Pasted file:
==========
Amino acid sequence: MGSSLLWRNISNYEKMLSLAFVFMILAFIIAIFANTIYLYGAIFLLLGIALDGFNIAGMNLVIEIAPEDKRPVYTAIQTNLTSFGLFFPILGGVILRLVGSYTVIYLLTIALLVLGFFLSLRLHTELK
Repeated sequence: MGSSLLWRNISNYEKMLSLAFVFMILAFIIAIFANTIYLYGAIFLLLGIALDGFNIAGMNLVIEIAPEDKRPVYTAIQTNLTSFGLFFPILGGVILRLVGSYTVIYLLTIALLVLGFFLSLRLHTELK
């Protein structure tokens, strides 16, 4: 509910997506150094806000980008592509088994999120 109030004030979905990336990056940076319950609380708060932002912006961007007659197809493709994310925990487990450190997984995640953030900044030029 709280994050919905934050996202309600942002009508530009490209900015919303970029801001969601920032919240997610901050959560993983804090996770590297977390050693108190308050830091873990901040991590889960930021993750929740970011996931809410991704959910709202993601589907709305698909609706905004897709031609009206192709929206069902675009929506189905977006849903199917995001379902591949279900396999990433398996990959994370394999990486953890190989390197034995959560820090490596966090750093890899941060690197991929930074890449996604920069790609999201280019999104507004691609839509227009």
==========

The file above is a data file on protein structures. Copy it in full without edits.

Amino acid sequence: MGSSLLWRNISNYEKMLSLAFVFMILAFIIAIFANTIYLYGAIFLLLGIALDGFNIAGMNLVIEIAPEDKRPVYTAIQTNLTSFGLFFPILGGVILRLVGSYTVIYLLTIALLVLGFFLSLRLHTELK
Repeated sequence: MGSSLLWRNISNYEKMLSLAFVFMILAFIIAIFANTIYLYGAIFLLLGIALDGFNIAGMNLVIEIAPEDKRPVYTAIQTNLTSFGLFFPILGGVILRLVGSYTVIYLLTIALLVLGFFLSLRLHTELK
């Protein structure tokens, strides 16, 4: 509910997506150094806000980008592509088994999120 109030004030979905990336990056940076319950609380708060932002912006961007007659197809493709994310925990487990450190997984995640953030900044030029 709280994050919905934050996202309600942002009508530009490209900015919303970029801001969601920032919240997610901050959560993983804090996770590297977390050693108190308050830091873990901040991590889960930021993750929740970011996931809410991704959910709202993601589907709305698909609706905004897709031609009206192709929206069902675009929506189905977006849903199917995001379902591949279900396999990433398996990959994370394999990486953890190989390197034995959560820090490596966090750093890899941060690197991929930074890449996604920069790609999201280019999104507004691609839509227009």